Early-life midazolam exposure persistently changes chromatin accessibility to impair adult hippocampal neurogenesis and cognition.

Proceedings of the National Academy of Sciences of the United States of America
Hiroyoshi DoiKinichi Nakashima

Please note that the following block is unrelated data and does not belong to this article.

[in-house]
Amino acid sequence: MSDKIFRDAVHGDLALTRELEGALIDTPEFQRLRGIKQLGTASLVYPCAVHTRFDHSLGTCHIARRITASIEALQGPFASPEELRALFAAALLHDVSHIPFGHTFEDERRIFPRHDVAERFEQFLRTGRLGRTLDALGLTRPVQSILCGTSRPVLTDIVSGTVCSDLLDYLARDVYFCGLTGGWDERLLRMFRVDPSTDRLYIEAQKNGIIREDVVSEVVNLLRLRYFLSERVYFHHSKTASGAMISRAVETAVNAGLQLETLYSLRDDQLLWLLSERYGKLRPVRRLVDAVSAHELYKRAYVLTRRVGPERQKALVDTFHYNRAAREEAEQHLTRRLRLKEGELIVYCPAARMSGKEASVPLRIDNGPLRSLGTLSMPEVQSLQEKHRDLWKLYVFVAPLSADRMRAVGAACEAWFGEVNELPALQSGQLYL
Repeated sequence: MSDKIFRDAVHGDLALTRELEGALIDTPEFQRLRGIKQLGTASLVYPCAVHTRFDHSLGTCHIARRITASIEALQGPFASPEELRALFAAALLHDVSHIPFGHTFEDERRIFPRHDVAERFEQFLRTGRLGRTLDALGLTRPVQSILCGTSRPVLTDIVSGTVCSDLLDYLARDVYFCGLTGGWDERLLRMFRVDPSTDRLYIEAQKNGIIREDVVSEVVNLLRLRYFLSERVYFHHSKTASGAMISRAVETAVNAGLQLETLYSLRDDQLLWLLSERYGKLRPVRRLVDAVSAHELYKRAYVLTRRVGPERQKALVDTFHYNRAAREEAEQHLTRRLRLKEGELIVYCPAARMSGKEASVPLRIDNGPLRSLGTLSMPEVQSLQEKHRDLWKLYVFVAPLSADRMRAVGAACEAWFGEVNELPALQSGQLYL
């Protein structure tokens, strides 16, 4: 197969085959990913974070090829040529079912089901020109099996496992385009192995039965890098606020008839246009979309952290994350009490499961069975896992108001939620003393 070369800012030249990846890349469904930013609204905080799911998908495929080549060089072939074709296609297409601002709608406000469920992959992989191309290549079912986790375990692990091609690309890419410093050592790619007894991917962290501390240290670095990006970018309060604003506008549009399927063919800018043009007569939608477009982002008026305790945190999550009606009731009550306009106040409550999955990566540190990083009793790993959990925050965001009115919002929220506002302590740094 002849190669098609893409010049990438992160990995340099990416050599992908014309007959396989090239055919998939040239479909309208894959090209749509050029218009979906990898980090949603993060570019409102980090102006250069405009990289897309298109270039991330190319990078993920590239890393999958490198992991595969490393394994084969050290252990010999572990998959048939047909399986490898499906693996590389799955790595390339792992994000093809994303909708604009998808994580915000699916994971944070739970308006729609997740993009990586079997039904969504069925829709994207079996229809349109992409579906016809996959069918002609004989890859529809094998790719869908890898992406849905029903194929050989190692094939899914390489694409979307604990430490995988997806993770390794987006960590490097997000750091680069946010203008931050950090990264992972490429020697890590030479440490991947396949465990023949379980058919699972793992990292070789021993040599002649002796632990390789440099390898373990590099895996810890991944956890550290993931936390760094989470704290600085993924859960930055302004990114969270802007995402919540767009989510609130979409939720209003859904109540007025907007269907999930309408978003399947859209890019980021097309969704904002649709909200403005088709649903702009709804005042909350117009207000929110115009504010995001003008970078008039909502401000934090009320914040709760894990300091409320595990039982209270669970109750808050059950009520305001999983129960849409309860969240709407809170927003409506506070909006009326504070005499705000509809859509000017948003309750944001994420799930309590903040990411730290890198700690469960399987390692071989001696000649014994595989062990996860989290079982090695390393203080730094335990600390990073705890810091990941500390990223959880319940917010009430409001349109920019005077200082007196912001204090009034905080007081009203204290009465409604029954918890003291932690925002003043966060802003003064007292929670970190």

Linkage between early-life exposure to anesthesia and subsequent learning disabilities is of great concern to children and their families. Here we show that early-life exposure to midazolam (MDZ), a widely used drug in pediatric anesthesia, persistently alters chromatin accessibility and the expression of quiescence-associated genes in neural stem cells (NSCs) in the mouse hippocampus. The alterations led to a sustained restriction of NSC proliferation toward adulthood, resulting in a reduction of neurogenesis that was associated with the impairment of hippocampal-dependent memory functions. Moreover, we found that voluntary exercise restored hippocampal neurogenesis, normalized the MDZ-perturbed transcriptome, and ameliorated cognitive ability in MDZ-exposed mice. Our findings thus explain how pediatric anesthesia provokes long-term adverse effects on brain function and provide a possible therapeutic strategy for countering them.


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